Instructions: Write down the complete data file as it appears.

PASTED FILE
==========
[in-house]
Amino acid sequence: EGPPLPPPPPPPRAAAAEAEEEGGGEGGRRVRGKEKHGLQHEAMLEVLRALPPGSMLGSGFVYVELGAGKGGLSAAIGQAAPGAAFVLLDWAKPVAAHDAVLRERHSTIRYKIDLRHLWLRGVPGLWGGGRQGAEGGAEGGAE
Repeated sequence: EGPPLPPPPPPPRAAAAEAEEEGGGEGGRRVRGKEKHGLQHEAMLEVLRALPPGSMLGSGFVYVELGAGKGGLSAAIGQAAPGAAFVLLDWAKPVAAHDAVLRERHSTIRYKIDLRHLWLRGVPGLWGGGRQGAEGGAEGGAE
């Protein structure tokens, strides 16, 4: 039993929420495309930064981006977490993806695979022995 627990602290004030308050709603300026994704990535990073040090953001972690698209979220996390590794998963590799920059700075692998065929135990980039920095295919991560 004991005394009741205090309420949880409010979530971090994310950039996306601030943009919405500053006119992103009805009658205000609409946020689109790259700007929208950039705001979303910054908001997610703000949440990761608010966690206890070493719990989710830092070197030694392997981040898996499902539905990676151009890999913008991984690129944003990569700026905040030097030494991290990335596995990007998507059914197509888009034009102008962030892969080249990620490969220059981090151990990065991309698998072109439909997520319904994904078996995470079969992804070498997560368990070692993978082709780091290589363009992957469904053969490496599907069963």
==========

[in-house]
Amino acid sequence: EGPPLPPPPPPPRAAAAEAEEEGGGEGGRRVRGKEKHGLQHEAMLEVLRALPPGSMLGSGFVYVELGAGKGGLSAAIGQAAPGAAFVLLDWAKPVAAHDAVLRERHSTIRYKIDLRHLWLRGVPGLWGGGRQGAEGGAEGGAE
Repeated sequence: EGPPLPPPPPPPRAAAAEAEEEGGGEGGRRVRGKEKHGLQHEAMLEVLRALPPGSMLGSGFVYVELGAGKGGLSAAIGQAAPGAAFVLLDWAKPVAAHDAVLRERHSTIRYKIDLRHLWLRGVPGLWGGGRQGAEGGAEGGAE
């Protein structure tokens, strides 16, 4: 039993929420495309930064981006977490993806695979022995 627990602290004030308050709603300026994704990535990073040090953001972690698209979220996390590794998963590799920059700075692998065929135990980039920095295919991560 004991005394009741205090309420949880409010979530971090994310950039996306601030943009919405500053006119992103009805009658205000609409946020689109790259700007929208950039705001979303910054908001997610703000949440990761608010966690206890070493719990989710830092070197030694392997981040898996499902539905990676151009890999913008991984690129944003990569700026905040030097030494991290990335596995990007998507059914197509888009034009102008962030892969080249990620490969220059981090151990990065991309698998072109439909997520319904994904078996995470079969992804070498997560368990070692993978082709780091290589363009992957469904053969490496599907069963």